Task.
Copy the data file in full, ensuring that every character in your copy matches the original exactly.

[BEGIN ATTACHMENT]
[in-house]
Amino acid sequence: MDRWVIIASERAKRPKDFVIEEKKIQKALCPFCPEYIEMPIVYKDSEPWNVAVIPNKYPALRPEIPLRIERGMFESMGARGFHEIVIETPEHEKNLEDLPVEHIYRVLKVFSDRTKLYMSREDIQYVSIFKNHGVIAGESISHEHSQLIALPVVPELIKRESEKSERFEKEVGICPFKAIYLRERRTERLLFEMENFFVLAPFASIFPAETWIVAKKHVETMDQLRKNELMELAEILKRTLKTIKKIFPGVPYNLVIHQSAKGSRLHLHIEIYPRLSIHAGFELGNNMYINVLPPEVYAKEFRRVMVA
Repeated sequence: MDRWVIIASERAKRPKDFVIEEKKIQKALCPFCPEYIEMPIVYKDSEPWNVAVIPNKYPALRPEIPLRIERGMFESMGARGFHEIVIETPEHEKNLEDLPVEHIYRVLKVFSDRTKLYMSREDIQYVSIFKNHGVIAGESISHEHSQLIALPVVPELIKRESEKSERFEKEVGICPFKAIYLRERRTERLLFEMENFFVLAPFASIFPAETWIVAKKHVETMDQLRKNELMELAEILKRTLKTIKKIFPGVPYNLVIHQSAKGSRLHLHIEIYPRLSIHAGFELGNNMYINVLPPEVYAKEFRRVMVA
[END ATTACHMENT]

[in-house]
Amino acid sequence: MDRWVIIASERAKRPKDFVIEEKKIQKALCPFCPEYIEMPIVYKDSEPWNVAVIPNKYPALRPEIPLRIERGMFESMGARGFHEIVIETPEHEKNLEDLPVEHIYRVLKVFSDRTKLYMSREDIQYVSIFKNHGVIAGESISHEHSQLIALPVVPELIKRESEKSERFEKEVGICPFKAIYLRERRTERLLFEMENFFVLAPFASIFPAETWIVAKKHVETMDQLRKNELMELAEILKRTLKTIKKIFPGVPYNLVIHQSAKGSRLHLHIEIYPRLSIHAGFELGNNMYINVLPPEVYAKEFRRVMVA
Repeated sequence: MDRWVIIASERAKRPKDFVIEEKKIQKALCPFCPEYIEMPIVYKDSEPWNVAVIPNKYPALRPEIPLRIERGMFESMGARGFHEIVIETPEHEKNLEDLPVEHIYRVLKVFSDRTKLYMSREDIQYVSIFKNHGVIAGESISHEHSQLIALPVVPELIKRESEKSERFEKEVGICPFKAIYLRERRTERLLFEMENFFVLAPFASIFPAETWIVAKKHVETMDQLRKNELMELAEILKRTLKTIKKIFPGVPYNLVIHQSAKGSRLHLHIEIYPRLSIHAGFELGNNMYINVLPPEVYAKEFRRVMVA